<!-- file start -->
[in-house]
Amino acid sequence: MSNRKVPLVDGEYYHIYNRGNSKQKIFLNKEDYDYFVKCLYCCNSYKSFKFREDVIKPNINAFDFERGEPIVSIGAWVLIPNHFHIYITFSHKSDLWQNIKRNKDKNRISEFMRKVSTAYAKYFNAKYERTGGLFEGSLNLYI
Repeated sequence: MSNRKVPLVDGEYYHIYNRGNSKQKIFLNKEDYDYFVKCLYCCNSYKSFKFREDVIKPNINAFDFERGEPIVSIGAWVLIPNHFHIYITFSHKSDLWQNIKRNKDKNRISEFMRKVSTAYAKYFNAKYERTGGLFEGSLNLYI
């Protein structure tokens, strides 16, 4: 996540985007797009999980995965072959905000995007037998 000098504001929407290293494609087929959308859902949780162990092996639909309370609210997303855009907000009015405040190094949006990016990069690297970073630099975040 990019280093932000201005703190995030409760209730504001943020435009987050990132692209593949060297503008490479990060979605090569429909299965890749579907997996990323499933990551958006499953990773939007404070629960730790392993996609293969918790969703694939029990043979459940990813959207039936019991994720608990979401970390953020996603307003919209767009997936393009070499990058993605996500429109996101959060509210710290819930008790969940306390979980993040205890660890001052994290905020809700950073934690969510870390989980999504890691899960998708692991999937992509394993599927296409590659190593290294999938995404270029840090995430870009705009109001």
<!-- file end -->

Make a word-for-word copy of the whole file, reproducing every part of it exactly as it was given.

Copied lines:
[in-house]
Amino acid sequence: MSNRKVPLVDGEYYHIYNRGNSKQKIFLNKEDYDYFVKCLYCCNSYKSFKFREDVIKPNINAFDFERGEPIVSIGAWVLIPNHFHIYITFSHKSDLWQNIKRNKDKNRISEFMRKVSTAYAKYFNAKYERTGGLFEGSLNLYI
Repeated sequence: MSNRKVPLVDGEYYHIYNRGNSKQKIFLNKEDYDYFVKCLYCCNSYKSFKFREDVIKPNINAFDFERGEPIVSIGAWVLIPNHFHIYITFSHKSDLWQNIKRNKDKNRISEFMRKVSTAYAKYFNAKYERTGGLFEGSLNLYI
């Protein structure tokens, strides 16, 4: 996540985007797009999980995965072959905000995007037998 000098504001929407290293494609087929959308859902949780162990092996639909309370609210997303855009907000009015405040190094949006990016990069690297970073630099975040 990019280093932000201005703190995030409760209730504001943020435009987050990132692209593949060297503008490479990060979605090569429909299965890749579907997996990323499933990551958006499953990773939007404070629960730790392993996609293969918790969703694939029990043979459940990813959207039936019991994720608990979401970390953020996603307003919209767009997936393009070499990058993605996500429109996101959060509210710290819930008790969940306390979980993040205890660890001052994290905020809700950073934690969510870390989980999504890691899960998708692991999937992509394993599927296409590659190593290294999938995404270029840090995430870009705009109001």